Zhang: The construction of metropolitan and megalopolitan areas is a critical step taken by this new era of Chinese government, aiming to accelerate both systematic improvement and structural reform of the socialist market economy (SME). On one hand, the ‘Guideline to accelerate improving socialist market economy in the new era’, issued by the General Offices of the Party Central Committee and of the State Council on May 18th, 2020, establishes goals such as ‘drafting a new mechanism for harmonised regional development; perfecting major regional strategies such as coordinated development in the Jing-Jin-Ji Metropolitan Region (JJJ), development of the Yangtze River Economic Belt, integration of the Yangtze River Delta, construction of the Guangdong-Hong Kong-Macao Greater Bay Area (GD-HK-MO GBA), ecological preservation in the Yellow River Watershed, etc.; encouraging implementation mechanisms for the formation of regional economic layouts with clearly identified main functions, complementary advantages, and high-quality development.’ In other words, I think that the construction of metropolitan and megalopolitan areas are all embodiments of a trend towards future regional economic integration. On the other hand, in the ‘Guideline on improving market-based allocation of production factors’, issued on April 9th, 2020, it is proposed that the market-based pricing and free movement of production factors such as land, labour, talent, finance, technology, and data should be amplified in the future. The result of market-based pricing and free movement for production factors is surely that they will flow towards certain areas with great future development potentials, large demand, and high rates of return on investments. This also means that regional integration in the future will be accelerated.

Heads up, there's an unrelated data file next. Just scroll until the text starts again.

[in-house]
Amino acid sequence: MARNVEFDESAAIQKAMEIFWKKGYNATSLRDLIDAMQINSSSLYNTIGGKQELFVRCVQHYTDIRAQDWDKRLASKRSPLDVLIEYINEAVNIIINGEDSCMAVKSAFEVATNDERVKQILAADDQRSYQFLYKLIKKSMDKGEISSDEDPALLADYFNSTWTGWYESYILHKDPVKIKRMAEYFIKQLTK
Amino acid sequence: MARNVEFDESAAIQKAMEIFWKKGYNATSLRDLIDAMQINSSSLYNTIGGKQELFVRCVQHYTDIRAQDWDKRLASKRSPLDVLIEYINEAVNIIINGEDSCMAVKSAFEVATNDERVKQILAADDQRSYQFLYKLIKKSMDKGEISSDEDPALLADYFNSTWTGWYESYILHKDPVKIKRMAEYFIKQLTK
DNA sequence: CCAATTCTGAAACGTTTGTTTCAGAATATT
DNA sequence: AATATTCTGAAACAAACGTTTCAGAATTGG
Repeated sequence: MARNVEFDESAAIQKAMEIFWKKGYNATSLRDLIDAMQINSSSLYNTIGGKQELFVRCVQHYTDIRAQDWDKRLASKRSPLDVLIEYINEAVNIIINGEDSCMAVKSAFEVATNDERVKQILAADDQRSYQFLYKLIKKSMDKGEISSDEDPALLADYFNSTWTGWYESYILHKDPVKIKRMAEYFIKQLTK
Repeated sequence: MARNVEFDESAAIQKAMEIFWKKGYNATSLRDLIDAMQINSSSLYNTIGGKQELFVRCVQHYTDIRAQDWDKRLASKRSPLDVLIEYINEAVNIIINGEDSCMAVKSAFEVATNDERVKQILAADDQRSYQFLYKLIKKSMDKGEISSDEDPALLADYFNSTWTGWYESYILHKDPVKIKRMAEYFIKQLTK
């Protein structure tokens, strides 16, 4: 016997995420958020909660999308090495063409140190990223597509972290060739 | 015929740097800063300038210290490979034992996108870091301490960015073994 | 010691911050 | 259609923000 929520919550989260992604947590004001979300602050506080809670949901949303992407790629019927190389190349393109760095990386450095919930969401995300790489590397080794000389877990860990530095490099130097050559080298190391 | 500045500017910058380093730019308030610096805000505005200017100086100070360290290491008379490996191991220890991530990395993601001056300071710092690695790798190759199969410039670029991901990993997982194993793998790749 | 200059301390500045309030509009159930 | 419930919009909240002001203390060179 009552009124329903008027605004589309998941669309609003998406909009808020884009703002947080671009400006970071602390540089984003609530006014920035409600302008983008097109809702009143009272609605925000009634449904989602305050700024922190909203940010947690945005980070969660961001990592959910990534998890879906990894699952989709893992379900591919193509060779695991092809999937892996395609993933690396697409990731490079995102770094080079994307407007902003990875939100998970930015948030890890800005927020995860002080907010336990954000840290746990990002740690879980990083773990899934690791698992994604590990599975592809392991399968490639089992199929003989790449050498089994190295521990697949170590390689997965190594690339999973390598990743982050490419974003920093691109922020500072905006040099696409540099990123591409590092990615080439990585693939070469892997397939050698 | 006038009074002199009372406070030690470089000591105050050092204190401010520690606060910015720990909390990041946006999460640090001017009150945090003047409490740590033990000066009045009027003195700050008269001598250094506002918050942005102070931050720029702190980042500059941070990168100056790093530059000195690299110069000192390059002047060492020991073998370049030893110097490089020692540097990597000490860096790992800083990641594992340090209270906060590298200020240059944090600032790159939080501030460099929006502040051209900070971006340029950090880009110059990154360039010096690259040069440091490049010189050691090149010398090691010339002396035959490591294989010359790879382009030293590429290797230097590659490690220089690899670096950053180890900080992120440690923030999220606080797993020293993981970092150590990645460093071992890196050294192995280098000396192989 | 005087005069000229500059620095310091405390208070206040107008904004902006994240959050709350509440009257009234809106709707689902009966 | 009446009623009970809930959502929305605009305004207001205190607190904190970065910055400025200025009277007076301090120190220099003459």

At the moment, both the global economy and the Chinese economy face upheavals that we haven’t seen in a century. As globalization halts (and even regresses), rise of isolationism and protectionism, growing frictions between China and America in economic and trade issues, the external challenges faced by the Chinese economic growth project is unprecedented. Under these circumstances, Chinese leaders have proposed a new development pattern that gradually repositions domestic circulation at its centre, as well as encouraging the interconnection of domestic and international economic circulation. In order to rely on domestic circulation to encourage Chinese economic growth, the Chinese government must further break down obstacles preventing production factors from flowing freely in the country, thereby constructing a unified domestic market. This means that a new round of economic integration, symbiotically connected to the development of metropolitan and megalopolitan areas, will accelerate across the board. Domestic consumption and investment will contribute to Chinese economic growth at a much larger scale. To put simply, the development of metropolitan and megalopolitan areas is an obvious and inevitable choice for further unearthing the Chinese economy’s potential for endogenous growth.